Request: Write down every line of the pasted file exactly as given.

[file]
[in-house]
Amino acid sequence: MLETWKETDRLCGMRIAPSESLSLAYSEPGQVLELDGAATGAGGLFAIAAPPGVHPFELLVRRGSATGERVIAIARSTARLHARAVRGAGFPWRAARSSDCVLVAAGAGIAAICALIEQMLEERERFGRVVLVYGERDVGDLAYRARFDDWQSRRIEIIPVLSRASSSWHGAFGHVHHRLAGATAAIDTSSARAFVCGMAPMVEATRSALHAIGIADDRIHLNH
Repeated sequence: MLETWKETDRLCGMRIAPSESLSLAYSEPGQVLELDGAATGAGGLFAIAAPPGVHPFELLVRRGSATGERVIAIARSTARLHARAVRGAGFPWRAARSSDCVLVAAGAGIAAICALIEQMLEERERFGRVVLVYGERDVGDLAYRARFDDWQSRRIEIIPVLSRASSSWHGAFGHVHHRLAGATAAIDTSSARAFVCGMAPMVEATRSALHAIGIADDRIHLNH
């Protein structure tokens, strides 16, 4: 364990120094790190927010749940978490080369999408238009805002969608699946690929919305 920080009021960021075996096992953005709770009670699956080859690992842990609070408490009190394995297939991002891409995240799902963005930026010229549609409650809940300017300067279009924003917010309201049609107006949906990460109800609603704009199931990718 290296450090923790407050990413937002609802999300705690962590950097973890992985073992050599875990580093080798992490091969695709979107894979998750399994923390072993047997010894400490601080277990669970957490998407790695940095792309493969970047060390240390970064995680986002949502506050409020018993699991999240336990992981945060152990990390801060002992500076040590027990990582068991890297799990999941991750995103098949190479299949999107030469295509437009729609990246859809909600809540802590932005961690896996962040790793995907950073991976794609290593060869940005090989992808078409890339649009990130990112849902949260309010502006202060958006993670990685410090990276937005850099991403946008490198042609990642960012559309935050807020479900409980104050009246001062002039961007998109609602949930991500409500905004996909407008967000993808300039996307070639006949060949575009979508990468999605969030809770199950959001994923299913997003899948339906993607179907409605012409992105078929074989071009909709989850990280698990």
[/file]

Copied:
[in-house]
Amino acid sequence: MLETWKETDRLCGMRIAPSESLSLAYSEPGQVLELDGAATGAGGLFAIAAPPGVHPFELLVRRGSATGERVIAIARSTARLHARAVRGAGFPWRAARSSDCVLVAAGAGIAAICALIEQMLEERERFGRVVLVYGERDVGDLAYRARFDDWQSRRIEIIPVLSRASSSWHGAFGHVHHRLAGATAAIDTSSARAFVCGMAPMVEATRSALHAIGIADDRIHLNH
Repeated sequence: MLETWKETDRLCGMRIAPSESLSLAYSEPGQVLELDGAATGAGGLFAIAAPPGVHPFELLVRRGSATGERVIAIARSTARLHARAVRGAGFPWRAARSSDCVLVAAGAGIAAICALIEQMLEERERFGRVVLVYGERDVGDLAYRARFDDWQSRRIEIIPVLSRASSSWHGAFGHVHHRLAGATAAIDTSSARAFVCGMAPMVEATRSALHAIGIADDRIHLNH
């Protein structure tokens, strides 16, 4: 364990120094790190927010749940978490080369999408238009805002969608699946690929919305 920080009021960021075996096992953005709770009670699956080859690992842990609070408490009190394995297939991002891409995240799902963005930026010229549609409650809940300017300067279009924003917010309201049609107006949906990460109800609603704009199931990718 290296450090923790407050990413937002609802999300705690962590950097973890992985073992050599875990580093080798992490091969695709979107894979998750399994923390072993047997010894400490601080277990669970957490998407790695940095792309493969970047060390240390970064995680986002949502506050409020018993699991999240336990992981945060152990990390801060002992500076040590027990990582068991890297799990999941991750995103098949190479299949999107030469295509437009729609990246859809909600809540802590932005961690896996962040790793995907950073991976794609290593060869940005090989992808078409890339649009990130990112849902949260309010502006202060958006993670990685410090990276937005850099991403946008490198042609990642960012559309935050807020479900409980104050009246001062002039961007998109609602949930991500409500905004996909407008967000993808300039996307070639006949060949575009979508990468999605969030809770199950959001994923299913997003899948339906993607179907409605012409992105078929074989071009909709989850990280698990």